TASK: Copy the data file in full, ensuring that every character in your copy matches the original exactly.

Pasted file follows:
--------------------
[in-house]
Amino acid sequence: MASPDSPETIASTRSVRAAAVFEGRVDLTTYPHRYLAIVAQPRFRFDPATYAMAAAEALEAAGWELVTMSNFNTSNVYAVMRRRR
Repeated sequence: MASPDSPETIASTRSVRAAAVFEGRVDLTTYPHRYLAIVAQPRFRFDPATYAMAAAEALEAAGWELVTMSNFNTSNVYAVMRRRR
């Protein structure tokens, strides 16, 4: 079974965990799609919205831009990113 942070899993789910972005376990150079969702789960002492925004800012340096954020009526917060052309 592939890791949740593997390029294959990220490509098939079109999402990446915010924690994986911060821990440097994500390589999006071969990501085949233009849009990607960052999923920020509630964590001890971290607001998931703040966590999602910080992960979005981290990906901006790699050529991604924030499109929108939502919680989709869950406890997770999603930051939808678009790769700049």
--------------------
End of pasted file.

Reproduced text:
[in-house]
Amino acid sequence: MASPDSPETIASTRSVRAAAVFEGRVDLTTYPHRYLAIVAQPRFRFDPATYAMAAAEALEAAGWELVTMSNFNTSNVYAVMRRRR
Repeated sequence: MASPDSPETIASTRSVRAAAVFEGRVDLTTYPHRYLAIVAQPRFRFDPATYAMAAAEALEAAGWELVTMSNFNTSNVYAVMRRRR
């Protein structure tokens, strides 16, 4: 079974965990799609919205831009990113 942070899993789910972005376990150079969702789960002492925004800012340096954020009526917060052309 592939890791949740593997390029294959990220490509098939079109999402990446915010924690994986911060821990440097994500390589999006071969990501085949233009849009990607960052999923920020509630964590001890971290607001998931703040966590999602910080992960979005981290990906901006790699050529991604924030499109929108939502919680989709869950406890997770999603930051939808678009790769700049």